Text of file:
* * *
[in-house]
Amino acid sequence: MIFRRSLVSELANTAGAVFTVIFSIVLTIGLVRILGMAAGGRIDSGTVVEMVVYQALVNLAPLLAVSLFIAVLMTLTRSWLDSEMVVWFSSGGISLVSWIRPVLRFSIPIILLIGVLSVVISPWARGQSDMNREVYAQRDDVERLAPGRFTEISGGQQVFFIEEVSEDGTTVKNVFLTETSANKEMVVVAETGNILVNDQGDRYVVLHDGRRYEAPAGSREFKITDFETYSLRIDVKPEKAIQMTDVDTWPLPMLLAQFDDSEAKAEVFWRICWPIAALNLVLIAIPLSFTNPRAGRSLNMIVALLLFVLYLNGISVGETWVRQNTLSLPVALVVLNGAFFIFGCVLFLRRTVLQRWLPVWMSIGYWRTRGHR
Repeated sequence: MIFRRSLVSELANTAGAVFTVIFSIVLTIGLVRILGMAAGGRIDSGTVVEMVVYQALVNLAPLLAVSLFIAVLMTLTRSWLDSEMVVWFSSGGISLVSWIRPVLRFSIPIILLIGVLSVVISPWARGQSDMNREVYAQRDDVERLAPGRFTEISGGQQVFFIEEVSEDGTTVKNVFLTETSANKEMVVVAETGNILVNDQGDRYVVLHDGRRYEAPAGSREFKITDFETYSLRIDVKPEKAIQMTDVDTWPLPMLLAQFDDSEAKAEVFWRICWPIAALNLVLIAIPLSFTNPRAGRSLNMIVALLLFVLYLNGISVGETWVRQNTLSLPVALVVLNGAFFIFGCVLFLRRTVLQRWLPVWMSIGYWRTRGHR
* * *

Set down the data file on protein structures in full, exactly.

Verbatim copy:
[in-house]
Amino acid sequence: MIFRRSLVSELANTAGAVFTVIFSIVLTIGLVRILGMAAGGRIDSGTVVEMVVYQALVNLAPLLAVSLFIAVLMTLTRSWLDSEMVVWFSSGGISLVSWIRPVLRFSIPIILLIGVLSVVISPWARGQSDMNREVYAQRDDVERLAPGRFTEISGGQQVFFIEEVSEDGTTVKNVFLTETSANKEMVVVAETGNILVNDQGDRYVVLHDGRRYEAPAGSREFKITDFETYSLRIDVKPEKAIQMTDVDTWPLPMLLAQFDDSEAKAEVFWRICWPIAALNLVLIAIPLSFTNPRAGRSLNMIVALLLFVLYLNGISVGETWVRQNTLSLPVALVVLNGAFFIFGCVLFLRRTVLQRWLPVWMSIGYWRTRGHR
Repeated sequence: MIFRRSLVSELANTAGAVFTVIFSIVLTIGLVRILGMAAGGRIDSGTVVEMVVYQALVNLAPLLAVSLFIAVLMTLTRSWLDSEMVVWFSSGGISLVSWIRPVLRFSIPIILLIGVLSVVISPWARGQSDMNREVYAQRDDVERLAPGRFTEISGGQQVFFIEEVSEDGTTVKNVFLTETSANKEMVVVAETGNILVNDQGDRYVVLHDGRRYEAPAGSREFKITDFETYSLRIDVKPEKAIQMTDVDTWPLPMLLAQFDDSEAKAEVFWRICWPIAALNLVLIAIPLSFTNPRAGRSLNMIVALLLFVLYLNGISVGETWVRQNTLSLPVALVVLNGAFFIFGCVLFLRRTVLQRWLPVWMSIGYWRTRGHR